The most important question consumers should ask when seeking treatment for eating disorders:
“What are your results and how do you measure them?”
Consider for a moment, treatments for cancer…If you were to interview an oncologist about his/her recommended treatment course, most likely you would ask about prognosis: “What is the chance of recovering?”
You’d also want to know the doctor’s success rates and the success of his/her treatments: “What percent of your patients get better with this intervention?”
In behavioral health, few providers offer empirical data to represent how their patients are actually doing. Additionally, very few consumers/patient ask about results. I know this because I, myself, respond to every inquiry that comes through by phone or email at Columbus Park. It is rare that people ask about the actual outcomes (rates of recovery/change) of our patients, so I miss out on an opportunity to brag about our results.
Results That Are Beyond Satisfaction
You may find that some treatment centers offer satisfaction scores. But satisfaction results are not particularly representative of clinical improvement since they tend look pretty good when patients who drop out of treatment are excluded. More importantly, there is little evidence that patient satisfaction represents actual efficacy of the treatment. So patients may express feeling satisfied but they may not actually be measurably improved.
Reliable outcomes in behavioral health are measured by having patients complete standardized questionnaires that track symptoms throughout the course of treatment. For the outcomes to mean anything, these patients must be compared against hundreds of thousands of other patients who begin treatment with similar levels of symptoms or distress.
For the purpose of this blog, I will try not to pull you through the muck with too much statistical analysis, but here’s a basic sense of how we, at Columbus Park, track our outcomes:
At Columbus Park, we use a survey questionnaire from ACORN (A Collaborative Outcomes Resource Network) designed specifically for eating disorder patients. Patients answer eleven questions about the frequency of problems and symptoms at the beginning of each treatment session on a tablet computer (e.g. “In the last week, how often did you feel preoccupied with your shape and/or weight? 0=Never; 1=Hardly ever; 2-Sometimes; 3=Often; 4=Very often”).
When the items on the questionnaires are viewed collectively, they provide a measure of what’s called global distress. Global distress is the factor common to virtually all patient self-report outcome measures used in psychotherapy, and it allows Columbus Park data to be compared against ACORN’s database of over 750,000 cases.
ACORN then uses multivariate statistics to calculate projected change and what’s called the severity adjusted effect size. Essentially, effect size is a measure of the magnitude – or size – of the treatment effect. ACORN Criteria for Effectiveness (ACE) pegs 0.5-effect size as the threshold for “effective” and .8 as the threshold for “highly effective.”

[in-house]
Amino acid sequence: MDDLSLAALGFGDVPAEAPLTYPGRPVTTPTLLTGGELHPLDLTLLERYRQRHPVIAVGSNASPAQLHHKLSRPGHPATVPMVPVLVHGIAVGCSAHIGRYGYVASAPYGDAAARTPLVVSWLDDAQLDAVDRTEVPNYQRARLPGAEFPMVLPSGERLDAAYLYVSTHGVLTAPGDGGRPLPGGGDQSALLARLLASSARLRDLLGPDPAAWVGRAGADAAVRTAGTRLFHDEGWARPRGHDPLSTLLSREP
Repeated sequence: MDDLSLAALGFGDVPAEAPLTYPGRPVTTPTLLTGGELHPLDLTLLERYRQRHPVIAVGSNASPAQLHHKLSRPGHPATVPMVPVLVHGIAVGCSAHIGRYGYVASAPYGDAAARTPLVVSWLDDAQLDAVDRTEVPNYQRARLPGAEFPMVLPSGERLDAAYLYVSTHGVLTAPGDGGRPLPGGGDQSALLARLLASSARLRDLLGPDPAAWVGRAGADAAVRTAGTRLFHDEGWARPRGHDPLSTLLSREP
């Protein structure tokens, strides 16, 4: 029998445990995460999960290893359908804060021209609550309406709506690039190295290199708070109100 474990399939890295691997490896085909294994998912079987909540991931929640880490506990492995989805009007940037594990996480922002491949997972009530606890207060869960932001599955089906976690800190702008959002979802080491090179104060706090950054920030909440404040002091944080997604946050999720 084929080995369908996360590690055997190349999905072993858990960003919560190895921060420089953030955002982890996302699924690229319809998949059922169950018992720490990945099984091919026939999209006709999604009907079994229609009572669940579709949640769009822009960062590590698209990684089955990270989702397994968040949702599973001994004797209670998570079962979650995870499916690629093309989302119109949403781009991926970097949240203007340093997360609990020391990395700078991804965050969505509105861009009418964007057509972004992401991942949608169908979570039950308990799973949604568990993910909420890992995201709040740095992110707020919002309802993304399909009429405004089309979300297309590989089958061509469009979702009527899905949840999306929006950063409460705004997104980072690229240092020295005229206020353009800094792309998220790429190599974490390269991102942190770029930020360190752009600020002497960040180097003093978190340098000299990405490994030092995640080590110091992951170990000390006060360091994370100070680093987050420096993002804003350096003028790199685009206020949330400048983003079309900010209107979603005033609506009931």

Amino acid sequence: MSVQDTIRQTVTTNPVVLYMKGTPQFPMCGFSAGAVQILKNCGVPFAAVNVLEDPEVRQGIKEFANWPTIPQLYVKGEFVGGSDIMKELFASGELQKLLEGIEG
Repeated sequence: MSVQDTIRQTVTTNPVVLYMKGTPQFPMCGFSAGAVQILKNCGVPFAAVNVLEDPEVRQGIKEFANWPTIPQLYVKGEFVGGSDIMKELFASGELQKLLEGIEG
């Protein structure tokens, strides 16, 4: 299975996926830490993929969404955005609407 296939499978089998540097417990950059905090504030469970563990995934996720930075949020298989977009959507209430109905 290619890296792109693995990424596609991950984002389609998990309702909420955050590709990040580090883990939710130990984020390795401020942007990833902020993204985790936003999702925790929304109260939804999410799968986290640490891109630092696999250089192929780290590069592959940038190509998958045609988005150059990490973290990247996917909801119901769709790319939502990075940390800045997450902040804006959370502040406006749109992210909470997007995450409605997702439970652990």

The Columbus Park severity adjusted Effect Size for all 2016 patients January 1, 2016 through October 31, 2016 was high by any standard: 0.87.
Feedback Informed Treatment
When we started tracking outcomes at Columbus Park, our effect size was in the .5 range. What we found—which is consistent with the literature1—was that questionnaire completion by every patient at every session, coupled with weekly reviews by clinicians and adjustments to treatment as indicated, resulted in a dramatic improvement in our outcomes. It makes sense: measure patient symptoms at treatment onset and along the way and use the feedback to adjust treatment. With access to ongoing data, we can tweak treatment sooner and more effectively if/when someone is not responding.
How Much Change Do We See?
Another way of looking at outcomes is to examine the distribution of patient change. At Columbus Park, 70% of our 2016 patients through October showed measureable improvement. Given the well-documented persistence of eating disorders – many sufferers go in and out of protracted treatments throughout their lifetimes – these results are very encouraging.
Additional Measures for Results
- Alliance: Our Columbus Park Questionnaires include an additional three questions to assess the working alliance between patient and clinician. (e.g. “Please take a moment to give feedback on your most recent session with your therapist: I felt that the clinician understood and respected me. 0=True; 1=Sort of; 2-Unsure; 3=Not Really; 4=False”). Alliance scores are predictive of outcomes and are used to identify areas of concern the patient may have regarding the treatment process.
- Eating disorder-specific behaviors: Our Columbus Park Questionnaires include an additional four questions on eating disorder-specific behaviors (e.g. “In the last week, how many times did you binge?”) The answers allow us to track, by patient, the frequency of these behaviors. If we don’t see behaviors decreasing, we immediately consider ways we can adjust the treatment to optimize success. We’ll post a future blog on these results.
- Weight: Tracking weight trends is an important part of eating disorder treatment. It is a particularly critical measure of a successful outcome in our anorexia patients. We’ll post a future blog on these results as well.
1 Goodman, JD, McKay, JR, DePhilippis, D, Progress Monitoring in Mental Health and Addiction Treatment: A Means of Improving Care, Professional Psychology: Research and Practice 2013, Vol. 44, No. 4, 231–246.